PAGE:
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Physical retail locations vital for true shopper engagement

Bodily retail places important for true client engagement

While many traditional retail stores are closing physical retail locations, such as Kmart, Sears, JCPenney, Macys, that doesn’t mean the retail store is dying by any stretch of the imagination. In fact, there are 4,080 more retail stores opening than are closing this year. Take that, Warren Buffett!

According to the report, “Debunking the Retail Apocalypse,” for every chain with a net closing of stores, 2.7 chains show a net increase in physical retail locations in 2017. Further, just 16 chains account for 48.5 percent of the total number of stores closing, while five of the 16 — RadioShack, Payless ShoeSource, Rue21, Ascena Retail, and Sears Holding — were 28.1 percent of the total closings.

Meanwhile, more online/e-commerce retailers are opening stores and pop-ups, such as Bonobos, Warby Parker, Frank & Oak, and of course, Amazon.

The online giant has not only opened a retail grocery store in Seattle and taken over hundreds of Whole Foods stores, they’ve now opened their sixth brick-and-mortar store, this time in NYC. It works like both a showroom and a regular store, allowing shoppers to order books online to be delivered to their homes, or buy in-store books via the Amazon app (Prime members get to pay online prices, while non-members pay full retail).

Amazon isn’t the only one breaking new ground. The big box stores — primarily Target, Walmart, and Best Buy — are offering new services like buy online pickup in store (BOPIS), curbside delivery, and in some cases, even home delivery. Smaller grocery stores like Kroger have begun offering home delivery as well as curbside pickup, with an additional fee, of course. Walmart has also begun offering discounts to shoppers if they use BOPIS as well.

Brick-and-mortar stores and other physical retail locations (such as pop-up stores) are now and will continue to be a vital component of retail for the foreseeable future. Remember, at this point e-commerce sales still only account for around 12 percent of retail sales (and growing). The majority of sales of goods in the U.S. still happen in retail stores and studies have shown that the demographic with the largest spending power right now, the Millennial generation, still love shopping in stores.

Can you add more value to existing stores?

As I said a few months ago, retailers that are opening more stores are focused on value delivery to consumers,” often in the form of low-price goods. Not cheap goods, per say – Bonobos, Warby Parker, Frank & Oak, and Amazon are focused on high quality for good value, not necessarily a low price.

In more and more cases, though, it’s not just about value, it’s about experience and shopper engagement. It means providing top notch support and additional services to consumers. And by offering some of these services, you can extract some additional value from your stores. Here are a few things you could do to add value for each of your physical retail locations.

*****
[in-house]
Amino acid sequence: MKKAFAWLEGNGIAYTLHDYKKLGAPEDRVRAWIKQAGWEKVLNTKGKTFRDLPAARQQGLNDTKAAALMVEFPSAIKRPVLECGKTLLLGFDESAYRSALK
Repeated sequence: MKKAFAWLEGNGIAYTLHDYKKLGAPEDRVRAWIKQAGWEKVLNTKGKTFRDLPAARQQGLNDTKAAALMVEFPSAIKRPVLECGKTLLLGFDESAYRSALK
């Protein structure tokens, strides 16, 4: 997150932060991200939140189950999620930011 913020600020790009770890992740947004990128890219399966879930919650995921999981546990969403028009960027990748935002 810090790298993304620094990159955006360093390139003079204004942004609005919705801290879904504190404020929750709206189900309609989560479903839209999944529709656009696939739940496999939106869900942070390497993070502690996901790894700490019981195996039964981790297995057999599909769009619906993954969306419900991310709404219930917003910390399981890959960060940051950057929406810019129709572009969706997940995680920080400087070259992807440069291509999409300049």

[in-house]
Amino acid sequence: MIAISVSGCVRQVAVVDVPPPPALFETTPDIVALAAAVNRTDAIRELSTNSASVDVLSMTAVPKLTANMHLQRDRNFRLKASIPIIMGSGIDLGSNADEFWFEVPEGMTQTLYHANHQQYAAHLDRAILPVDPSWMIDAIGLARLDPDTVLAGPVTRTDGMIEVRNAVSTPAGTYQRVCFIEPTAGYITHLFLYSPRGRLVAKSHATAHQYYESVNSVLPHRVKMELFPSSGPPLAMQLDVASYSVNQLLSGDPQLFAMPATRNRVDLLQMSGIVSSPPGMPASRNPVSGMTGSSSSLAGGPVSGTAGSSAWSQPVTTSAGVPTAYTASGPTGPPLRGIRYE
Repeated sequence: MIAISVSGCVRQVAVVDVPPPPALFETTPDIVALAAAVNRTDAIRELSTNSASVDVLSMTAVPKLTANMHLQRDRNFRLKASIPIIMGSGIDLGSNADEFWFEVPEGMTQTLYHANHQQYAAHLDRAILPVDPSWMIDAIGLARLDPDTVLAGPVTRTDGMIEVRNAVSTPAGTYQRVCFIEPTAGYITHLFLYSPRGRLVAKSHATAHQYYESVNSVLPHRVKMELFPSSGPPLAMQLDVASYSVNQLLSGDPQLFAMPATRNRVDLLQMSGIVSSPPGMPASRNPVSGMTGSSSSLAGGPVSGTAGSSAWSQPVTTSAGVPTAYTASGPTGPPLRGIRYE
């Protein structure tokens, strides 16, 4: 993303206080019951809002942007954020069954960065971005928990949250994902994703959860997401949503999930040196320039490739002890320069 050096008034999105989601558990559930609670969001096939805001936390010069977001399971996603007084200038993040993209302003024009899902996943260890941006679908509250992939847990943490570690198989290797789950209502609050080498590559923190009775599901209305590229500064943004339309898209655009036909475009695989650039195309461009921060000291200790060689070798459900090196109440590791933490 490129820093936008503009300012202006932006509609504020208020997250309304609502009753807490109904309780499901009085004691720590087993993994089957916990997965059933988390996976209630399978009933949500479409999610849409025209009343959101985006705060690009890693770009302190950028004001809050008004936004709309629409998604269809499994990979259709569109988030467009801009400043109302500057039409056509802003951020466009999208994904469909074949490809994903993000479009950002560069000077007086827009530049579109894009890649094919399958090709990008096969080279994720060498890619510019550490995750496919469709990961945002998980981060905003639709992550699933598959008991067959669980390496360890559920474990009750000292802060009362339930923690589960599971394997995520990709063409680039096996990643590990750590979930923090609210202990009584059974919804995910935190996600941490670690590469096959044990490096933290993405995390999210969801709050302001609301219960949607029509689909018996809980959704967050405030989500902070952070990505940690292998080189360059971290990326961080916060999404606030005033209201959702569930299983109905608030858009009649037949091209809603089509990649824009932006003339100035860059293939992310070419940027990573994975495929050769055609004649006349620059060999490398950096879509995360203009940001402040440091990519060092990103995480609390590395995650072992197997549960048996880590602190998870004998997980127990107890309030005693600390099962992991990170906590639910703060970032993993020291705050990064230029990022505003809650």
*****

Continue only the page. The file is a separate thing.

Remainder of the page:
• Offer home delivery. Supermarket chain Kroger has begun offering home delivery for a fee. Customers order online and their products are picked, bagged, and show up at their house four hours later. One article stated the cost is $11.95 for home delivery, so it may be a bit costly to do every time. But imagine how much parents with young children would appreciate not having to leave the house when a child is sick or they’re too busy.
  • Offer curbside pickup. The article also quoted a $4.95 for curbside pickup at Kroger. I can think of a lot of people who would gladly pay $5 if they didn’t have to walk into a grocery store and fight the crowds. Walmart offers free curbside pickup if you order more than $50 worth. Again, orders are placed online, they’re picked and bagged, and then a pickup time is scheduled. The customer drives up, the order is loaded, and they drive off.
  • Buy online, pickup in store. Also referred to as BOPIS or BOPUS, this means the customer has to actually walk into the store. But it does one thing that even the curbside pickup doesn’t offer — intra-store delivery. Best Buy will ship a piece of equipment from a store across town if customers don’t want to make the drive themselves. And it’s faster and cheaper than home delivery, and it allows stores to upsell items or sell accessories to the original purchase.
  • Share knowledge.. Sephora, No. 1 specialty beauty retailer in the world according to Euromonitor International, got to the top in part due to sharing their own deep knowledge of the category, as well as their customers’ tips and tricks using their products, all over YouTube, Instagram and other social channels. Do you have products or services you can teach your customers about?
  • Hold special events. Bookstores have readings and author signings, music stores have open mic performances and jam sessions, grocery stores offer cooking lessons, and clothing stores have fashion shows. Home improvement/hardware stores often hold classes on projects that range from building a birdhouse to planting a tree to changing an electrical outlet. Of course, these are all done with tools and items available at the store, so it’s also a great sales tool. By providing experiences for your customers, you help them feel closer to your brand as well as find a new community of people who share their interests.

The retail store isn’t dying; they’re transforming from shelves and square footage to the four-walled centers of consumer experience. It may be hurting some retailers that are having a hard time adjusting to the new reality. But as specialty retailers are proving, retail experiences are a path to growth and success.

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